Saturday, July 17, 2010

Hotting up?

Following on from this post, the latest headlines on hot global temperatures are a bit surprising to me. The Torygraph reports that the first half of the year was the hottest Jan-June on record, surpassing even 1998. The headline to that article is forecasting a new record for the whole year too, but the person quoted seems rather less confident of that. This is all based on the NCDC analysis, not HadCRUT which I've bet on. Neither is it GISS which has the well-known polar extrapolation, though, so I'm not sure why it is quite so hot. The pattern of temperature anomalies on the Grauniad page also doesn't really look much like an ENSO pattern (to my inexpert eye at least), with warming pretty much everywhere apart from the Eastern Pacific.


Steve Bloom said...

Here's the source document.

crandles said...

I estimate the probability at just over 50% of 2010 being warmest based on this record so I think 'on course' is quite acceptable. "Expected" might be pushing it a little so "it's possible that we will not" seems a sensible caveat.

The map is versus 1971-2000 base period rather than ENSO neutral or conditions 6 months earlier. So perhaps it isn't surprising that it is relatively hot in most places?

Looks like you may have accepted the wrong record to bet on.

James Annan said...

Thanks for the link Steve.

Chris, I agree hot in most places is not unexpected, but the pattern is if anything la-nina like, which is normally associated with relative cold. OTOH given the lag between enso and global mean temp, I suppose the enso pattern itself is not so strongly linked to warmth.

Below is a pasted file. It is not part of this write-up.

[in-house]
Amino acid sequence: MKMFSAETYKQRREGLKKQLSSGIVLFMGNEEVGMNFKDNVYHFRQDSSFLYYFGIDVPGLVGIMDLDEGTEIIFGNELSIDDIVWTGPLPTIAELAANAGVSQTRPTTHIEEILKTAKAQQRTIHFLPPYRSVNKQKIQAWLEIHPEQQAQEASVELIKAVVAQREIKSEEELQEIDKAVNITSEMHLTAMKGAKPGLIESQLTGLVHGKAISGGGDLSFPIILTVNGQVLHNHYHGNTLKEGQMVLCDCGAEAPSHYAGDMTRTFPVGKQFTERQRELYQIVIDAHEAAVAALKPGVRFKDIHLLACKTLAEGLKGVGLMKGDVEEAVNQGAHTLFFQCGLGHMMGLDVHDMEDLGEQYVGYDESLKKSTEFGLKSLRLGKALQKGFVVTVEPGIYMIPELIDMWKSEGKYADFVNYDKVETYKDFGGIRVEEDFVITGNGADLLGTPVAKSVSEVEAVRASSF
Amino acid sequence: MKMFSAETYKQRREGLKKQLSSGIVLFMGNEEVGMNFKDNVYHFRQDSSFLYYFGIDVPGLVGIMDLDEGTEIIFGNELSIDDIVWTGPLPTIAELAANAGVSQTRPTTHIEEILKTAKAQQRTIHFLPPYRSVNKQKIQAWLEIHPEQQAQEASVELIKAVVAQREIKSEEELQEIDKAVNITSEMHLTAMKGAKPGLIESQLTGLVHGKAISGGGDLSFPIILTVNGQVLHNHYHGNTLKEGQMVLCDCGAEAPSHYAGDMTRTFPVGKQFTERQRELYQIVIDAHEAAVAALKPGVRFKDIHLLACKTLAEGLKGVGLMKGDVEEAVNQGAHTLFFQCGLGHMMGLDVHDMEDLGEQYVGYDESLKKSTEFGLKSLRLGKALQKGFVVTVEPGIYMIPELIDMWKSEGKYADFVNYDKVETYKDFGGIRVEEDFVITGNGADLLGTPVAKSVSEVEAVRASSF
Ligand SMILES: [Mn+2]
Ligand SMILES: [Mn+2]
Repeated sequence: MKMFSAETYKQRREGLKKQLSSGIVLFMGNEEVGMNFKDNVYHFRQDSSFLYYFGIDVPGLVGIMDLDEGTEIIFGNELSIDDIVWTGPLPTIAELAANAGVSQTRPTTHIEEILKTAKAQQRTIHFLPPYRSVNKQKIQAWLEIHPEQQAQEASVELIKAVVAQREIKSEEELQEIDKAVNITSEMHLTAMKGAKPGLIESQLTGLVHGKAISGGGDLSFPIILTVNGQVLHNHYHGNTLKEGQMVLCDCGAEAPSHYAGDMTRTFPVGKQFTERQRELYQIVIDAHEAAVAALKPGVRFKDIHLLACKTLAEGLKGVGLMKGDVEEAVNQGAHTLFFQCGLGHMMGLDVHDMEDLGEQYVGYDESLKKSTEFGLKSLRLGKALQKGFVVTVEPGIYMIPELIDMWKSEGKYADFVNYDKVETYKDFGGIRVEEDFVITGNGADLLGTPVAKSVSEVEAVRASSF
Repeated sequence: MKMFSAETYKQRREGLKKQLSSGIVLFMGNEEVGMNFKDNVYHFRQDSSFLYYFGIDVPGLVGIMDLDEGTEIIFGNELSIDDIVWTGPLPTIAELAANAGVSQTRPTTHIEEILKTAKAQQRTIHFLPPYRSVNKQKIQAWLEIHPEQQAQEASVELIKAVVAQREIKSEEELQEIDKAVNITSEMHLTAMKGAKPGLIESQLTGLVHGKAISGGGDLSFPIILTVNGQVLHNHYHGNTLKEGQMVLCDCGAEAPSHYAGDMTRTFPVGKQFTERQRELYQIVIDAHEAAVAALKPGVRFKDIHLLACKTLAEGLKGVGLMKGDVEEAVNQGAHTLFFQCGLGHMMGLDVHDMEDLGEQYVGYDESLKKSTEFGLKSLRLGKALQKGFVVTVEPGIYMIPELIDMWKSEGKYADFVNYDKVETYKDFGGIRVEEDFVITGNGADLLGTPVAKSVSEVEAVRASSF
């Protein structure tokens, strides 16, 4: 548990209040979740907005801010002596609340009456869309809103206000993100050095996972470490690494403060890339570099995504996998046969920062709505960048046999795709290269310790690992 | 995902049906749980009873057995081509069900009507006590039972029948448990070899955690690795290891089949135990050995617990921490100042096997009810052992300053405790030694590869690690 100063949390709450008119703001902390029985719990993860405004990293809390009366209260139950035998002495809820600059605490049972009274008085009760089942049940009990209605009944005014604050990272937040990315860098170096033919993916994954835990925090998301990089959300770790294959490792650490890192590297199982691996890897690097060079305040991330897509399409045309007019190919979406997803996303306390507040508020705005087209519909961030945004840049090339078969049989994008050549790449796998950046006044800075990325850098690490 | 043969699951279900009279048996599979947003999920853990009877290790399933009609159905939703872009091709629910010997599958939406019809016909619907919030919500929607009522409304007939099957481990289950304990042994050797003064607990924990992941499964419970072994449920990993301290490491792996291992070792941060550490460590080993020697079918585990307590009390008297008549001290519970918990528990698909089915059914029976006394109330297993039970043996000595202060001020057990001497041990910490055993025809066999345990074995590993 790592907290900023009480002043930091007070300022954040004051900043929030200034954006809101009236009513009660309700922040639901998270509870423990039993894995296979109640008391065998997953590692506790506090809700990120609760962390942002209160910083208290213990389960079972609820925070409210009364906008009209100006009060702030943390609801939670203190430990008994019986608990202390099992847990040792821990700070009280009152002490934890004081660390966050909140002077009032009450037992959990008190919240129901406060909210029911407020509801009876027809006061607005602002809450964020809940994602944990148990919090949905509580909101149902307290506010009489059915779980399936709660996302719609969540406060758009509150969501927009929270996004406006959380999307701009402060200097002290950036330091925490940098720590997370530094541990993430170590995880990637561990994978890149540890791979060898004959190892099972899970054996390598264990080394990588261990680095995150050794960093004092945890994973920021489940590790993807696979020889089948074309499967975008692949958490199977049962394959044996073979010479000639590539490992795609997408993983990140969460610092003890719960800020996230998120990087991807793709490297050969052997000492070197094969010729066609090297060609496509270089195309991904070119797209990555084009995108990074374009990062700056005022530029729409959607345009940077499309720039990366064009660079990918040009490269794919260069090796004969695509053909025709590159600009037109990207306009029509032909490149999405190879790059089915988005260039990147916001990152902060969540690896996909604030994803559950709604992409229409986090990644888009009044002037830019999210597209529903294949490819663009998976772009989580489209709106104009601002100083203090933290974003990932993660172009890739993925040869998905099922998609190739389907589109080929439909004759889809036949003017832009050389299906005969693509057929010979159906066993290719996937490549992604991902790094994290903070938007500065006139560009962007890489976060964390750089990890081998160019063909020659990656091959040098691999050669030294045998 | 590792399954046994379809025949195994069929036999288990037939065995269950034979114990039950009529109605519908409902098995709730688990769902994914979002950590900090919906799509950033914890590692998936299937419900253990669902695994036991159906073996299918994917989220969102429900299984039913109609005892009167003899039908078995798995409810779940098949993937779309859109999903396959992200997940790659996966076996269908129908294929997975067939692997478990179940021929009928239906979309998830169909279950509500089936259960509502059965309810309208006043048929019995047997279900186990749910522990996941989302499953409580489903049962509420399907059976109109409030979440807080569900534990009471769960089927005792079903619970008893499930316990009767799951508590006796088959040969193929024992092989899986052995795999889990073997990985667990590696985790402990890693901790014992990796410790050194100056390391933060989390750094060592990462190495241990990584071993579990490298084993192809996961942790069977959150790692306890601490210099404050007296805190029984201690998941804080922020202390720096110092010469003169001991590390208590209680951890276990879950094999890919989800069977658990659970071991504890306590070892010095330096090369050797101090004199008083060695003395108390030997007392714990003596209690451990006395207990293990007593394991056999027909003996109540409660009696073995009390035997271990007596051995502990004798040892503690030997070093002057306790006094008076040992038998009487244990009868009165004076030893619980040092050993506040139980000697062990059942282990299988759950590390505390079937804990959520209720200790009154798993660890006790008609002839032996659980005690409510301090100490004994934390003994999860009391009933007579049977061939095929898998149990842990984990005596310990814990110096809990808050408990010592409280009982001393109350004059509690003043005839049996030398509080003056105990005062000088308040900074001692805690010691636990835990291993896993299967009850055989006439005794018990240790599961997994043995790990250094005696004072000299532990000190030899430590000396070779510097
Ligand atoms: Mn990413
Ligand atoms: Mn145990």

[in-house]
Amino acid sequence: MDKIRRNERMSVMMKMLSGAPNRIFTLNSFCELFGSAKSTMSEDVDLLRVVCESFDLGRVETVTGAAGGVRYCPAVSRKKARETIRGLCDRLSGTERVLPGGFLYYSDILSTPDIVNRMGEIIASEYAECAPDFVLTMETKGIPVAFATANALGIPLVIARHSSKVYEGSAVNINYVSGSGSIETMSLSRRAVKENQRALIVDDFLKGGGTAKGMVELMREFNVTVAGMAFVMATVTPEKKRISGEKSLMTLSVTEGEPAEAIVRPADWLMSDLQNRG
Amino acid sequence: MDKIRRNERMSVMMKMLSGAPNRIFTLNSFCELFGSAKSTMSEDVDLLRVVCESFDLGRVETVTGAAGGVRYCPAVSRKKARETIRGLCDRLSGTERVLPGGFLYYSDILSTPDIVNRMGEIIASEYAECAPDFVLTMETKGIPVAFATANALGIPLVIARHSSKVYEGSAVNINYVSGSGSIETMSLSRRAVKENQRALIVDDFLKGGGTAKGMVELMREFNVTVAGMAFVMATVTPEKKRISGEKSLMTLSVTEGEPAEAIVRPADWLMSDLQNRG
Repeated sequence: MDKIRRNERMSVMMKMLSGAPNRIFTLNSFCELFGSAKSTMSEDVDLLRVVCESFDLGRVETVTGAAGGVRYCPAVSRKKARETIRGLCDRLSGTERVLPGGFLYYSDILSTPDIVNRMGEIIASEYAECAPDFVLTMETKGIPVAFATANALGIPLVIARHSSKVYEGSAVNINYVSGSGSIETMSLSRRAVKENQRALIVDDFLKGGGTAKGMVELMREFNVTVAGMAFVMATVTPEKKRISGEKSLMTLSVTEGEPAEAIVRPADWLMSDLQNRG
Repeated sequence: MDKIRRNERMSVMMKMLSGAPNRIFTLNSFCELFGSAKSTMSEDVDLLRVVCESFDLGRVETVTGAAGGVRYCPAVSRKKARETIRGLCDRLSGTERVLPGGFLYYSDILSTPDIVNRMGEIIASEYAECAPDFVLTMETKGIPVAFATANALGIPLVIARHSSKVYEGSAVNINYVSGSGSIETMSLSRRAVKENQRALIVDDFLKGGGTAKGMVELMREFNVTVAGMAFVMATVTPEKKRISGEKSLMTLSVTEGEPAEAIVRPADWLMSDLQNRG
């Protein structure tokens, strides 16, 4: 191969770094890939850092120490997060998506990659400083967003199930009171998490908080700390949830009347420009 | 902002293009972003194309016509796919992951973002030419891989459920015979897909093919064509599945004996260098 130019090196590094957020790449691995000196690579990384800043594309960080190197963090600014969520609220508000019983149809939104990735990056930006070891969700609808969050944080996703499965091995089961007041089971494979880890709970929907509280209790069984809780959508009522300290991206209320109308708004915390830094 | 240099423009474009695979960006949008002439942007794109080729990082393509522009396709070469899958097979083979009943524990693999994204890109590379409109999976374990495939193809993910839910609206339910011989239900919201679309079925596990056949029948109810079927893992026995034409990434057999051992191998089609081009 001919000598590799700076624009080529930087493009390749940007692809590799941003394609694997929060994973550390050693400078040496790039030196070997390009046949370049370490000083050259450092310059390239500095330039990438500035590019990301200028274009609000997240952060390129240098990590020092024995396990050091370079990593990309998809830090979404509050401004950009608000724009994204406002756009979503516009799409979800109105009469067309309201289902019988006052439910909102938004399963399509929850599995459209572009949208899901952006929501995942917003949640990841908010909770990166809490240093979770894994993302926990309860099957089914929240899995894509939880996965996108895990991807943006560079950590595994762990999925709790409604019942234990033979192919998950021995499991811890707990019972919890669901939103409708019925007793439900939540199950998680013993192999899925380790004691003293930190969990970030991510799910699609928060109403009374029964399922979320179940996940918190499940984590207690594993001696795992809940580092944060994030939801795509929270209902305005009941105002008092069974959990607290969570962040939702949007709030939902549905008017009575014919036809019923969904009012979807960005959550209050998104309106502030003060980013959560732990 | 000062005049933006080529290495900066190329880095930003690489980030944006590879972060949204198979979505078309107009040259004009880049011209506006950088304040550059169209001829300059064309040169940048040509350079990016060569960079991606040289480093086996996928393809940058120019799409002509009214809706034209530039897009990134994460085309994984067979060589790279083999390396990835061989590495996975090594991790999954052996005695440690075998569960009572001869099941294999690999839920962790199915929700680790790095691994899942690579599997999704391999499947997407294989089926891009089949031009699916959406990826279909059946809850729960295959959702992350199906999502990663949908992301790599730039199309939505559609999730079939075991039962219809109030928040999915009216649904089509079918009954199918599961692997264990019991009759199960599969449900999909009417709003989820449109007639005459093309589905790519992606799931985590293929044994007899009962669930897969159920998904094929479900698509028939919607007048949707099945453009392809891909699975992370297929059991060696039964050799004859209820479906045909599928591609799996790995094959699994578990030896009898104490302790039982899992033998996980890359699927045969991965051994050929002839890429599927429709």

My big bet with the russians is actually based on this data set IIRC. Though I'm looking like winning that comfortably enough on all data sets - except perhaps tree rings :-)

crandles said...

Well it is of June 2010 when the ONI index is approx -0.47 so it is of very early in a La Nina pattern. I think the temperature effects at the start should show strongly in the Nino regions. Later on, the effects spread out to lots of other regions.

The following is the map from June 2009 when the recent El Nino had just started:

That shows more like an El Nino pattern. So to me it looks like these do show the expected patterns.

crandles said...

The weekly ONI for nino 3.4 region is down to -1.

So my previous "Assuming MEI for May/June is -0.2 and for the rest of the year -0.5 seems quite optimistic assumptions for you." is definitely looking too optimistic.

Using -1 as the MEI estimate for the rest of the year: Now out of 40 years, 2 years were warmer than the multiple linear regression estimate by sufficient and 1 year got close. So this suggests it might only be a 10% for James this year.

Brian said...

"My big bet with the russians is actually based on this data set IIRC."

You do indeed RC:

Given the research scientist mega-salaries that I keep hearing about from skeptics, I'm not surprised that you're hazy about the details over a mere $10k.

EliRabett said...

His wife works. OTOH she has a knitting habit.

skanky said...

Do the Japanese not do a free needle programme?

Hank Roberts said...

psst -- your move, I believe.